After two years of using Tinder, off and on, last weekend I deleted the app. I had been visiting a friend in Sweden, and took it pretty badly when a Tinder date invited me to a terrible nightclub, only to take a few looks at me and bolt without even bothering to fabricate an excuse. But on the plane back to London the next day, a strange thing happened. Before takeoff, the woman sitting beside me started crying. I assumed something bad had happened but she explained that she was terrified of flying. Almost as terrified, it turned out, as I am. We wound up holding hands through a horrific patch of mid-air turbulence, exchanged anecdotes to distract ourselves and even, when we were safely in sight of the ground, a kiss.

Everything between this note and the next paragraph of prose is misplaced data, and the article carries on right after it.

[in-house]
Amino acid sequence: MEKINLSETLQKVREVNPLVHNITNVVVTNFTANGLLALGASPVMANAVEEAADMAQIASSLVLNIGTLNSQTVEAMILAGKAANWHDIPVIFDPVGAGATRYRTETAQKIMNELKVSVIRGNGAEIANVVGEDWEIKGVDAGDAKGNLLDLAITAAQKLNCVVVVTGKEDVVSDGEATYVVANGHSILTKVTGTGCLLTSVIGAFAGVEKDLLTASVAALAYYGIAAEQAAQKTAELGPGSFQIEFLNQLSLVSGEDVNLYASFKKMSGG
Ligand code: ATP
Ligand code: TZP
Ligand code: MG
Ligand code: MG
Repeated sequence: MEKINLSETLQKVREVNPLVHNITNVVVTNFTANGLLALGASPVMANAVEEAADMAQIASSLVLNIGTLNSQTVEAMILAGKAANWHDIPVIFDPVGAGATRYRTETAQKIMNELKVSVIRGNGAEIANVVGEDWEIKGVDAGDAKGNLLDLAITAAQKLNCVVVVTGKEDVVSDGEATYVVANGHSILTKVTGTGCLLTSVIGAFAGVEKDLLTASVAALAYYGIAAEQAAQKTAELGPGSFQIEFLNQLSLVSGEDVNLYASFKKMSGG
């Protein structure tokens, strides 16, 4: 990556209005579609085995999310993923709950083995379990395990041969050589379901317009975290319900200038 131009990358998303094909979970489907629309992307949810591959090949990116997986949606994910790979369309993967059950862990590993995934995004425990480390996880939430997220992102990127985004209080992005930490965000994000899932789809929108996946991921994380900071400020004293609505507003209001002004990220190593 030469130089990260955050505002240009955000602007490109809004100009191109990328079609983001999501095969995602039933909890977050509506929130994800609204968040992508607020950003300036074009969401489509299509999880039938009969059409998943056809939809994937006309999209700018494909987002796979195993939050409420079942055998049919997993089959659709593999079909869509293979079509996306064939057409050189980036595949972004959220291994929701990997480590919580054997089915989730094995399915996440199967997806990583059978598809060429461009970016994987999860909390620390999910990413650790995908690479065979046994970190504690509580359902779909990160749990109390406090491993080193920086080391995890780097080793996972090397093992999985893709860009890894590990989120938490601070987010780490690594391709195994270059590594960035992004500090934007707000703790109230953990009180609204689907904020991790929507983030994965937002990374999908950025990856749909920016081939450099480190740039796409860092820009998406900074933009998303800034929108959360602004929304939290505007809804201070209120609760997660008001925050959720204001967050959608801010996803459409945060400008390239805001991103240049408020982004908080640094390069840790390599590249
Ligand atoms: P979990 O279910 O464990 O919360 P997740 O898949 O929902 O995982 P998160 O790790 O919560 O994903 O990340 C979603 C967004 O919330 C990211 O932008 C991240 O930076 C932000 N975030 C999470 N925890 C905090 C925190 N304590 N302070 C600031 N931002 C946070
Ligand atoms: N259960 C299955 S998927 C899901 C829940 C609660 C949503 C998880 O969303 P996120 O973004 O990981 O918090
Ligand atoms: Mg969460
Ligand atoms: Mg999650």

She’s in my phone, but as a contact on Facebook rather than an avatar on a dating app. I’ll probably never see her again but who knows. People connect in strange new ways all the time. The lines between sex, love and friendship are blurrier than ever, but you can be sure that if you look closely at the lines, you’ll almost certainly notice the pixels.

Philip Maughan is Assistant Editor at the New Statesman.

This article first appeared in the 26 May 2016 issue of the New Statesman, The Brexit odd squad